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Impact and Cost-Benefit Analysis of the Anchorage Wellness Court

NCJ Number
Date Published
July 2008
73 pages
This study estimated the costs and benefits of processing misdemeanor DUI (driving under the influence) cases in the Anchorage Wellness Court (AWC), a specialized court that uses principles of therapeutic jurisprudence.
Generally, the study found that the AWC was effective in reducing recidivism and associated harms for those who chose to participate in the AWC. Among those who were referred to the AWC but who did not choose to enter the program (the "Opt-Out Group"), there was no effect on some outcomes and negative effects on other outcomes, including a finding that this group caused substantial additional harms to society. Thus, if the AWC is assessed solely on the effectiveness of serving those who were sufficiently motivated to enroll in the program, the results indicate the AWC is an unqualified success for DUI offenders; however, if the program is measured by its effectiveness in serving all those referred to it, which is a goal of the program, then the program's effectiveness is modest. The AWC began serving misdemeanor DUI offenders in Anchorage, AK in August 1999, with the goal of reducing alcohol-related offending through treatment and increased individual accountability. Two sets of comparisons were made in estimating the effect of AWC on participants' behavior. The study first compared the outcomes for 277 individuals who were eligible for the AWC. Of these individuals, 141 had no contact with the program; and 136 were referred to the program. Although not everyone who was referred to the program formally enrolled, all who were referred received at least some exposure to the AWC. 25 tables, 2 figures, 97 references, and appended unweighted results, cost-benefit results, and outcome analysis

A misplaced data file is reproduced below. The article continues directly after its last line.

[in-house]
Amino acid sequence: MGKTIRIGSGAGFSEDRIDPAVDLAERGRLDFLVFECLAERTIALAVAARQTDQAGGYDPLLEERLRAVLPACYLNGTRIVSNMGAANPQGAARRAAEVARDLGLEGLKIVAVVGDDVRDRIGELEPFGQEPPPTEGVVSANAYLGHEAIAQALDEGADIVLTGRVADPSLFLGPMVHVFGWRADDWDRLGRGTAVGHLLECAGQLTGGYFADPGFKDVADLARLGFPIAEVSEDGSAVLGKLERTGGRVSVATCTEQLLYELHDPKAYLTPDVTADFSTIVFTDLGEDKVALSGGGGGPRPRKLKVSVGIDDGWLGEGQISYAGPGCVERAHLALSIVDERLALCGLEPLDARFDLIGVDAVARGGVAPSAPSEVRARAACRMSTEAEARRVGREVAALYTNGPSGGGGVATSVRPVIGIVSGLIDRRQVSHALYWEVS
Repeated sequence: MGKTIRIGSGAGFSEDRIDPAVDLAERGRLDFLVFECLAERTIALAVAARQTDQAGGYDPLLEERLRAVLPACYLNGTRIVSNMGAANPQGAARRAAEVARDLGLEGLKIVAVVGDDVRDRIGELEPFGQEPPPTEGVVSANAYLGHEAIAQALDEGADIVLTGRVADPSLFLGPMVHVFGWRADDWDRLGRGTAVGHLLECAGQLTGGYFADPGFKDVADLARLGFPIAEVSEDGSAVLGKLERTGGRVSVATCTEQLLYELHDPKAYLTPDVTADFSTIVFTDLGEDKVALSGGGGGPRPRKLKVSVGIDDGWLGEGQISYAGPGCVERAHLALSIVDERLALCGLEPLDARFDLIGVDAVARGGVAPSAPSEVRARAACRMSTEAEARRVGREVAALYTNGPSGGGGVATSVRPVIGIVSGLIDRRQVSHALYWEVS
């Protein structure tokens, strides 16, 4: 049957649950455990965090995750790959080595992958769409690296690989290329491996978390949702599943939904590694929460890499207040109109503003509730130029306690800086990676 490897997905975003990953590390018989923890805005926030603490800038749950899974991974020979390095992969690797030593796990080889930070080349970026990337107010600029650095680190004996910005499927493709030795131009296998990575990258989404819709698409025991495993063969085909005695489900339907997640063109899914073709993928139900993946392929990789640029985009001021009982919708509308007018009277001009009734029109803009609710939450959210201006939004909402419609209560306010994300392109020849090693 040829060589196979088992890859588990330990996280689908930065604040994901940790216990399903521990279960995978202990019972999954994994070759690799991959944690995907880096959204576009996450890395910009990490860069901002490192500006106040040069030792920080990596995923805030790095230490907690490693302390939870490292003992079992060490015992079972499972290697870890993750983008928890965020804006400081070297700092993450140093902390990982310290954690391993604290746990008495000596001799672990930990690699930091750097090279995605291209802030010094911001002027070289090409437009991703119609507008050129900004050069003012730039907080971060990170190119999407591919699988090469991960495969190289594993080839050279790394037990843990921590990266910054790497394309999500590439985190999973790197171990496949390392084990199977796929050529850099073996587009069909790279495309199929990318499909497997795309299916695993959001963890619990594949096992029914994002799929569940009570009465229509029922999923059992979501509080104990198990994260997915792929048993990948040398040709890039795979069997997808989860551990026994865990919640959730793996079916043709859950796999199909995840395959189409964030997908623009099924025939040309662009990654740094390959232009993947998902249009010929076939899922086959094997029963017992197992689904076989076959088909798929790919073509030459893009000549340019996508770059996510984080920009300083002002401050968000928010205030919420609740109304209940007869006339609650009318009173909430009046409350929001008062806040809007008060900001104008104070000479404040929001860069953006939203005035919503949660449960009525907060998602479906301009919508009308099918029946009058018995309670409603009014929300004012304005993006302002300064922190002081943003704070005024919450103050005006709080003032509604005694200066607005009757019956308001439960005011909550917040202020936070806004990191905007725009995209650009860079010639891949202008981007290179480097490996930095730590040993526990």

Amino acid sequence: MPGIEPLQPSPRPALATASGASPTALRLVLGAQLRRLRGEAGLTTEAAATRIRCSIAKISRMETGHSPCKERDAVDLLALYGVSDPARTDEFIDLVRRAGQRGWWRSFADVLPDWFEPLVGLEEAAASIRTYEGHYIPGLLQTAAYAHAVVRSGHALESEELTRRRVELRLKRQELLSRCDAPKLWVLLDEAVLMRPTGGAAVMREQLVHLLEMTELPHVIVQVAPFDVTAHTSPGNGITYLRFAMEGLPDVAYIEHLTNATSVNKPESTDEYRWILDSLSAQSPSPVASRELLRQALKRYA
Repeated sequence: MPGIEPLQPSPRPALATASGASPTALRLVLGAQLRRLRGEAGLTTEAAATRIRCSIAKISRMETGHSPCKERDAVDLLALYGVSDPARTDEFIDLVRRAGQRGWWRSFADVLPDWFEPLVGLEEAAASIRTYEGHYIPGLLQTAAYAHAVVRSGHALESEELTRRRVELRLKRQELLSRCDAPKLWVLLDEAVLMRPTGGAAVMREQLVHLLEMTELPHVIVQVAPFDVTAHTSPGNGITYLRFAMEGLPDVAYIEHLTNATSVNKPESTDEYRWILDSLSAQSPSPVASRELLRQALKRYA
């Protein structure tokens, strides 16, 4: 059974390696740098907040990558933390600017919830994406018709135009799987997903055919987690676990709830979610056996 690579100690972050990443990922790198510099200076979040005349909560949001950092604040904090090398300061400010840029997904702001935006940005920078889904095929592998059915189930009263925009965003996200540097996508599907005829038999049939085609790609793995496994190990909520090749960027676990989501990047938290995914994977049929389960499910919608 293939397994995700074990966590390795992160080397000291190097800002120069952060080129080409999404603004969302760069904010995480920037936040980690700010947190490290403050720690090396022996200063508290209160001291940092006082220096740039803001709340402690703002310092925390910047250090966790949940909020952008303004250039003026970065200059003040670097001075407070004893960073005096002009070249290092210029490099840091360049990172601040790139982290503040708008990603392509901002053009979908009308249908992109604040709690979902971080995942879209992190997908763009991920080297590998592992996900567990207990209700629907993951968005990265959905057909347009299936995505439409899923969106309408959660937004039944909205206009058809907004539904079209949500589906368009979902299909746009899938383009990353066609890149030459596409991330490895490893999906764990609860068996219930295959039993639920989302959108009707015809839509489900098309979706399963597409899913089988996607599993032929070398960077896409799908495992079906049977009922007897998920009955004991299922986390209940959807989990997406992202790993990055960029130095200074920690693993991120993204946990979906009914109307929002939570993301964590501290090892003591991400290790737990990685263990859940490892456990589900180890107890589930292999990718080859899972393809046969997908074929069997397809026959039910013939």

Date Published: July 1, 2008